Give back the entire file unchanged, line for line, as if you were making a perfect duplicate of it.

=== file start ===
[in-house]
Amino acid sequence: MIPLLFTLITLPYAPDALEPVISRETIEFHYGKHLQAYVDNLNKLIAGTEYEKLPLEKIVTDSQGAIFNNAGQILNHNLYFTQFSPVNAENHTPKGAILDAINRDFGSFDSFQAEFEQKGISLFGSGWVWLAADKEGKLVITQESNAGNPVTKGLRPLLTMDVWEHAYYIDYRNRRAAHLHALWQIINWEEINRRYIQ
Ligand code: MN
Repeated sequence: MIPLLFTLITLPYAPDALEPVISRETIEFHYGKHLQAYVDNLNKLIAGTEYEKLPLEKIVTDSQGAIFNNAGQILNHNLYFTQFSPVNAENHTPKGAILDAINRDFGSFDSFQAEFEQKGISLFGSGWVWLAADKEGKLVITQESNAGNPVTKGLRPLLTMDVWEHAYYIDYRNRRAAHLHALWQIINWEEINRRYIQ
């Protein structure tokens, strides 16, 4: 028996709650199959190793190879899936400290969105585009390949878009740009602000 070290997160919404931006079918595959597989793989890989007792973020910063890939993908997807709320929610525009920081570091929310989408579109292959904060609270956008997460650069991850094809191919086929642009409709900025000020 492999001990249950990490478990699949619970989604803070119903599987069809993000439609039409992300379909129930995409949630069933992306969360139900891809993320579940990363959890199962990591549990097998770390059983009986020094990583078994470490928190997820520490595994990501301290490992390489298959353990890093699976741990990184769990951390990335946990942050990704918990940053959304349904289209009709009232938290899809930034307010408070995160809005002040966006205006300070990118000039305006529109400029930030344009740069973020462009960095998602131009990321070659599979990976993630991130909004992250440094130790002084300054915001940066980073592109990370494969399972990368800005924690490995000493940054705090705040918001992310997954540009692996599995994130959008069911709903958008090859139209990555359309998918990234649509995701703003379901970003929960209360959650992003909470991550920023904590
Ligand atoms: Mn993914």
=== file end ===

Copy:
[in-house]
Amino acid sequence: MIPLLFTLITLPYAPDALEPVISRETIEFHYGKHLQAYVDNLNKLIAGTEYEKLPLEKIVTDSQGAIFNNAGQILNHNLYFTQFSPVNAENHTPKGAILDAINRDFGSFDSFQAEFEQKGISLFGSGWVWLAADKEGKLVITQESNAGNPVTKGLRPLLTMDVWEHAYYIDYRNRRAAHLHALWQIINWEEINRRYIQ
Ligand code: MN
Repeated sequence: MIPLLFTLITLPYAPDALEPVISRETIEFHYGKHLQAYVDNLNKLIAGTEYEKLPLEKIVTDSQGAIFNNAGQILNHNLYFTQFSPVNAENHTPKGAILDAINRDFGSFDSFQAEFEQKGISLFGSGWVWLAADKEGKLVITQESNAGNPVTKGLRPLLTMDVWEHAYYIDYRNRRAAHLHALWQIINWEEINRRYIQ
């Protein structure tokens, strides 16, 4: 028996709650199959190793190879899936400290969105585009390949878009740009602000 070290997160919404931006079918595959597989793989890989007792973020910063890939993908997807709320929610525009920081570091929310989408579109292959904060609270956008997460650069991850094809191919086929642009409709900025000020 492999001990249950990490478990699949619970989604803070119903599987069809993000439609039409992300379909129930995409949630069933992306969360139900891809993320579940990363959890199962990591549990097998770390059983009986020094990583078994470490928190997820520490595994990501301290490992390489298959353990890093699976741990990184769990951390990335946990942050990704918990940053959304349904289209009709009232938290899809930034307010408070995160809005002040966006205006300070990118000039305006529109400029930030344009740069973020462009960095998602131009990321070659599979990976993630991130909004992250440094130790002084300054915001940066980073592109990370494969399972990368800005924690490995000493940054705090705040918001992310997954540009692996599995994130959008069911709903958008090859139209990555359309998918990234649509995701703003379901970003929960209360959650992003909470991550920023904590
Ligand atoms: Mn993914």